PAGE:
By Cory L. Kemp
News reports include the shooting of a suspected terrorist by U.S. Air Marshals, a volcanic eruption in the South Pacific, and an airliner landing at Chicago’s Midway International Airport in heavy snow, slid off the runway and stopped on a street adjacent to the airport. We learned that a child had been killed in the accident.
Meanwhile, Saddam Hussein’s trial continues without him because he refuses to come to court, more U.S. troops are being killed in Iraq and the clean up from multiple natural disasters continues in the Southern United States, Pakistan, Central America and Indonesia. It is difficult, even if our lives are only lightly touched by these stories, to remember that we are in the middle of Advent, the preparatory days before Christmas in which we consider the changes the coming Messiah will make in our lives and the world.
As I sit at my kitchen table with my coffee cup close by, my radiators are whistling and hissing, and show is falling as far as I can see out my windows. I’m thinking that Mary and Joseph were probably about to set out on the road to Bethlehem, or were already on their way by this point. Short as that trip would be for us, for them it was a major undertaking, and one filled with uncertainty. At best, they were traveling across uneven terrain, camping each night, and living on simple, easy to carry foods.
The worst case scenario could have included premature labor, an injured donkey, dust storms and run-ins with criminals. Still, they made the journey. Taxation, then and now, is a fact of life, and their government demanded that they return to their ancestral home to be counted in the census that would create the basis for the tax structure.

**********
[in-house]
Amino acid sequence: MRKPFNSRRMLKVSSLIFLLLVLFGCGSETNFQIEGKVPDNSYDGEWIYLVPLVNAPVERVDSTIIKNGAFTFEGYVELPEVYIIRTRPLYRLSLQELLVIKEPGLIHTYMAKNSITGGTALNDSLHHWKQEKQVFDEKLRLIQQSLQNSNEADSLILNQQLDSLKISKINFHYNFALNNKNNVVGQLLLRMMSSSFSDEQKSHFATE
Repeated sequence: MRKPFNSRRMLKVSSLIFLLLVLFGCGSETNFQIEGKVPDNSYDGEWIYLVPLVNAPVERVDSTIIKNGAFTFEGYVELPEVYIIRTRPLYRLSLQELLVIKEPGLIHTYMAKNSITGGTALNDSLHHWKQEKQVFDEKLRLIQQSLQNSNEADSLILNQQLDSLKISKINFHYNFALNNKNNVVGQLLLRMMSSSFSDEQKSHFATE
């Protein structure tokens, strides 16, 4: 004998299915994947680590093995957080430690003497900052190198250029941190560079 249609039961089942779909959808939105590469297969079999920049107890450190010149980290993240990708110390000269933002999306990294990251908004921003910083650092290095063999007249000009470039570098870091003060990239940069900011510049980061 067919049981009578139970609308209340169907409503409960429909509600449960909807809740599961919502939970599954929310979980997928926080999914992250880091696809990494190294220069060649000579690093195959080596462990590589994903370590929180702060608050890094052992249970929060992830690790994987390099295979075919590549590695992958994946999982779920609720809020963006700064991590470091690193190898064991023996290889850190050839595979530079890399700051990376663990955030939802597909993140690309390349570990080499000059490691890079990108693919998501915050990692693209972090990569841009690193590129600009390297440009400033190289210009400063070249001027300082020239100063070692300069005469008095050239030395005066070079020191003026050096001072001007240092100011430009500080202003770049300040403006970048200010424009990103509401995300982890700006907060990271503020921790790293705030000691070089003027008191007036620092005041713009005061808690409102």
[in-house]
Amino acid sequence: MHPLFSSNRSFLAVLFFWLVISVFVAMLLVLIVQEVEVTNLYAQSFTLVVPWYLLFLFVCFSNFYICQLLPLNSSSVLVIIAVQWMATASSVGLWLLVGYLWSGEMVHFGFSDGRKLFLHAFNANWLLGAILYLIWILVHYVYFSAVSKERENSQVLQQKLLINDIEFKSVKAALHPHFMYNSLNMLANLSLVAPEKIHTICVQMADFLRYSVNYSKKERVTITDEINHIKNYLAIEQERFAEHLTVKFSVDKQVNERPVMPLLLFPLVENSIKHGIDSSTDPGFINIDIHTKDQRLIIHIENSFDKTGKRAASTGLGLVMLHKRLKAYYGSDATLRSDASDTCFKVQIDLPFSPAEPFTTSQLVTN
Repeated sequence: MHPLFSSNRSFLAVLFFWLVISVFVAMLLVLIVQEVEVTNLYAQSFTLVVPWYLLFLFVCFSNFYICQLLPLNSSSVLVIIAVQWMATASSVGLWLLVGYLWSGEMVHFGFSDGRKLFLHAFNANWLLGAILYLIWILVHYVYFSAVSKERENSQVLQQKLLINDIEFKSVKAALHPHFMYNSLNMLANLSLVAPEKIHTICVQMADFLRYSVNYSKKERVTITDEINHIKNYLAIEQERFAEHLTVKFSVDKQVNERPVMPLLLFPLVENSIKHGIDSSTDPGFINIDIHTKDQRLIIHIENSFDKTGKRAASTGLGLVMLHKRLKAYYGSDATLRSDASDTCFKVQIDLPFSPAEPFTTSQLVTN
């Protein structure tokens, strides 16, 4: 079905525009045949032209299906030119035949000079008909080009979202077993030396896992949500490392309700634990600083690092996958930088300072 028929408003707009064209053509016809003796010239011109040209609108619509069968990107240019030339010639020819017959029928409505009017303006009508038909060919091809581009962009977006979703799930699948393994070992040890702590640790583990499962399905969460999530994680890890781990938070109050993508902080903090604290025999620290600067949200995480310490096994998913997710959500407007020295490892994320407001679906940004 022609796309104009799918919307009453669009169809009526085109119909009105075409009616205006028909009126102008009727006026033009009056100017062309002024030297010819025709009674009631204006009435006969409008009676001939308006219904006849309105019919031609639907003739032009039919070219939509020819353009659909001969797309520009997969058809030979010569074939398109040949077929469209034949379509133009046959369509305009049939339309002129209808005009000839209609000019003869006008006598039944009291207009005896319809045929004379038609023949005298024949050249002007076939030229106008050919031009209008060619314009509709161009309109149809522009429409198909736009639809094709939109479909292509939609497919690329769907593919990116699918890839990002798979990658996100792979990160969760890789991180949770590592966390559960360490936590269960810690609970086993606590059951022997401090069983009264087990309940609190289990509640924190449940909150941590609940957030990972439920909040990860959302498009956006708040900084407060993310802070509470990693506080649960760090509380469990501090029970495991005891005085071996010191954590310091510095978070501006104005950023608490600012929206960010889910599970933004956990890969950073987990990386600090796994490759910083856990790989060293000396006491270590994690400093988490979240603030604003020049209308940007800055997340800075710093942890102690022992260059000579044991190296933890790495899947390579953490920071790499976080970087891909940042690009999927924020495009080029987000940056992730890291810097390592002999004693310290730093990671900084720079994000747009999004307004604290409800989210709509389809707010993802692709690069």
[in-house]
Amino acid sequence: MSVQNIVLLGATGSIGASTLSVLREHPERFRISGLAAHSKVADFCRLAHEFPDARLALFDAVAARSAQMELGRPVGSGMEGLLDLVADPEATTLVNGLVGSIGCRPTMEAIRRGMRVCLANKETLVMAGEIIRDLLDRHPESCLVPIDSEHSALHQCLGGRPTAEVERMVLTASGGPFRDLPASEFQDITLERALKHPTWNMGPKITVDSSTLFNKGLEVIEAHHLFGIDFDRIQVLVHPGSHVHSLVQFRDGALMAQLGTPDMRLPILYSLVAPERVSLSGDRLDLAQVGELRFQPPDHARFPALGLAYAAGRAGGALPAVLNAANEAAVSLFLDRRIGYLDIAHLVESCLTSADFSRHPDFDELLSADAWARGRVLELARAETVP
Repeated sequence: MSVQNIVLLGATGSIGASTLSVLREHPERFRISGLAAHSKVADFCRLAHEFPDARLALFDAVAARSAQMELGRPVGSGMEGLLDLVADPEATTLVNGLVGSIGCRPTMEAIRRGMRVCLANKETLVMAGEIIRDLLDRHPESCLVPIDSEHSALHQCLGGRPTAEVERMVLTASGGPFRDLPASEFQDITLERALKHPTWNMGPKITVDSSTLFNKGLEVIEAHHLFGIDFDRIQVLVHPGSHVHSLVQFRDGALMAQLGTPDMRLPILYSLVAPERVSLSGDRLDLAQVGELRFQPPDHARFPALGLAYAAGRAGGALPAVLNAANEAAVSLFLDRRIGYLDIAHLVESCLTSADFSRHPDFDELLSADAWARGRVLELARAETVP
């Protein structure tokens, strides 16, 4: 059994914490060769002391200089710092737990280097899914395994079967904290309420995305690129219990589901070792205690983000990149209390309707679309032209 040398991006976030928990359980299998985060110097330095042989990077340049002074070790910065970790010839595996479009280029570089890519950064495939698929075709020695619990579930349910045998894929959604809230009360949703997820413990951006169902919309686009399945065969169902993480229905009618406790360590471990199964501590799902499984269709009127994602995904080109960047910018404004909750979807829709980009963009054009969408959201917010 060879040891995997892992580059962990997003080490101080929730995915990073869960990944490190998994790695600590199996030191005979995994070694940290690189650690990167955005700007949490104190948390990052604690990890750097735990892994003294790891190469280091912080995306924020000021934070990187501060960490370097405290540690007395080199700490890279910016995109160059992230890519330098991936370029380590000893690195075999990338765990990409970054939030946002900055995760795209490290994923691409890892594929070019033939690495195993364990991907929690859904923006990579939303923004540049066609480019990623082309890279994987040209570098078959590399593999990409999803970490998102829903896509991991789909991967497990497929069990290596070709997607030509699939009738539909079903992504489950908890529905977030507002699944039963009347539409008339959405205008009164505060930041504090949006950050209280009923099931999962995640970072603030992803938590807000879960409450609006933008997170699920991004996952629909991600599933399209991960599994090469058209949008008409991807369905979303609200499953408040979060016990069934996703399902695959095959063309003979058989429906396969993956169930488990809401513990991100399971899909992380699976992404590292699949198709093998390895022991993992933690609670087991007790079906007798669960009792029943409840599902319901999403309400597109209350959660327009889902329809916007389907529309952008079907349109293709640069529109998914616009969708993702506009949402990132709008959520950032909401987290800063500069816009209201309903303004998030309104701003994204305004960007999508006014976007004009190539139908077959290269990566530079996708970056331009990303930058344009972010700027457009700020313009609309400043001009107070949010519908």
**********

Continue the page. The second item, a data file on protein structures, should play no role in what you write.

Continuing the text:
Thinking about their journey, I also remember the brutality of their world. Taxation was debilitating, the climate was harsh, unyielding to civilization, and what little people had was easily crushed or carried away by agents of Roman rulers who barely tolerated Jewish religious practices. Herod, king at the time Mary and Joseph started this trip, was cruel to the point of murdering his own family members. Common people had no say, no vote, and no hope. What they had was generally a minimal, miserable existence.
But somehow, out of that culture, we have this story, this image of hope, as these people do what they have to do to keep their lives together. They make this journey, escape the tyranny of an insane man killing off young children across the whole country, and go on to raise their child, continue paying taxes and doing their work. Worship was a part of their lives too, and the center of their faith was that the Messiah would come. How or when was not a given, but the hope and the promise. Holding onto that hope and promise is what we remember them for best.
The world has always balanced between brutal reality and the hope and the promise. Mary and Joseph set off on their journey as two, and came home as three, literally making space in their home and lives for another person. Many parents before and after them have made the same provisions. Perhaps they wondered whether the world into which their child arrived was fit for new life. Many parents before and after them have wondered the same thing, but are perhaps really wondering how to make sure this new chance at life in their daughter or son knows more than the brutality of the world, knows also the hope and the promise.
How do we keep that hope and promise alive, and how do we share that with the children of our world? First we must keep the story itself alive, and we must keep telling it, and telling it, and telling it some more, in as many ways as we can. And then, we must make room for this story of hope and promise in our lives, and keep making room, over and over and over, in as many ways as we can.
About The Author – Cory L. Kemp is an ordained minister she has worked in educational ministries in several congregations, as well as pastoring a congregation. Her website can be found at http://www.creatingwomenministries.com, and she can be reached by email at firstname.lastname@example.org. My blog is located at http://creatingwomenministries.blogspot.com.